Polymedica Corporation and two of its subsidiaries will pay the United States $35 million to resolve allegations that they submitted claims to Medicare without proper documentation. The improper reimbursement claims were for various diabetic and nebulizer products.

The settlement states that the subsidiaries, Liberty Medical Supply and Liberty Home Pharmacy, violated the False Claims Act by not obtaining a signed doctor's order for the products and by not maintaining records documenting the need for and use of these products.

The case was the result of a whistle-blower complaints filed by Donna Ben-Barrack and Claire Schultz.

The press release from the Dept. of Justice was issued on December 2, 2004.

Thursday, December 02, 2004

TAP Pharmaceuticals to pay $150 million to settle drug overcharge case

TAP Pharmaceuticals will pay $150 million to settle claims it overcharged consumers and private insurers for Lupron, a drug used to treat prostate cancer, endometriosis and premature puberty.

TAP had paid the government $885 million in 2001 to resolve charges that it participated in a criminal conspiracy by providing doctors with free samples of Lupron for which Medicare was billed.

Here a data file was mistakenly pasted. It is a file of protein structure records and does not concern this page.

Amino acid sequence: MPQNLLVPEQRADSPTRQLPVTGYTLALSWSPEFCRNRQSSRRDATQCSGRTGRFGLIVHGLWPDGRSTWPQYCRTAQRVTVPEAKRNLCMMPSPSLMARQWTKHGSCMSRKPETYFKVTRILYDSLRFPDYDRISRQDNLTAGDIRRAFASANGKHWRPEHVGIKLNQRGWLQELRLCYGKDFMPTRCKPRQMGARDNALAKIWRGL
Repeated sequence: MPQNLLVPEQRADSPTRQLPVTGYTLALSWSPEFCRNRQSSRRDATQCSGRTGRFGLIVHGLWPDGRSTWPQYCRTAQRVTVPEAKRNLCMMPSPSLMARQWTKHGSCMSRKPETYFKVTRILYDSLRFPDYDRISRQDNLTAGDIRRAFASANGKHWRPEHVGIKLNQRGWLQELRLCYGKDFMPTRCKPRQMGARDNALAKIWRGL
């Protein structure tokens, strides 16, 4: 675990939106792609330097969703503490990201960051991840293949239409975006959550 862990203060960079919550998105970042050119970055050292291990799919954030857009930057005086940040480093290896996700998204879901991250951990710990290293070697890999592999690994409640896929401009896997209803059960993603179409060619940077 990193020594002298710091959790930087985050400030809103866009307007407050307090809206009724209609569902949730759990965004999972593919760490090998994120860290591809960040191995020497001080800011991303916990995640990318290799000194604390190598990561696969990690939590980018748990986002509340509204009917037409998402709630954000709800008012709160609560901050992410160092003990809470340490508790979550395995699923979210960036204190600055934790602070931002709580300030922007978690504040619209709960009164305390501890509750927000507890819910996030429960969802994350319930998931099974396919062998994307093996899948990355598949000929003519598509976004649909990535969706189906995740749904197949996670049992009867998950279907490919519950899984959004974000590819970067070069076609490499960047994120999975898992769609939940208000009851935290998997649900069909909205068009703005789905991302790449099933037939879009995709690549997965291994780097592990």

The current settlement was reported on in the December 2, 2004 issue of the Boston Globe.

Pharmacy benefits manager charged in kickback scheme

Medco, the largest pharmacy benefits manager in the United States, has been accused of paying over $200 million in kickbacks to a managed care company in order to obtain contracts.

The allegations are part of a civil lawsuit brought by the U.S. Attorney's Office in Philadelphia. This is the second time Medco has been accused of paying kickbacks to a health insurer.

Phramacy benefits managers purchase large quantities of discount medicines for clients such as government agencies and hospitals. With drug prices rising, government officials have begun investigating whether pharmacy benefit managers are passing their best prices along to state agencies and consumers.

The New Jersey Star-Ledger reported on the story on December 2, 2004.

Wednesday, December 01, 2004

Loma Linda doctors settle billing fraud case

A group of faculty practice corporations affiliated with Loma Linda University has paid the United States $2.2 million to resolve allegations that they submitted false claims to Medicare. At teaching hospitals such as Loma Linda, Medicare rules allow reimbursement for services performed directly by the clinical faculty or by residents and interns under their direct supervision. Investigators found that their was insufficient evidence that faculty memebers were directly involved in performing some of the services billed for. In addition, investigators found evidence of "upcoding," the practice of submitting claims for greater levels of service than were actually provided.

The U.S. Attorney's Office in Los Angeles released a press release on November 30, 2004.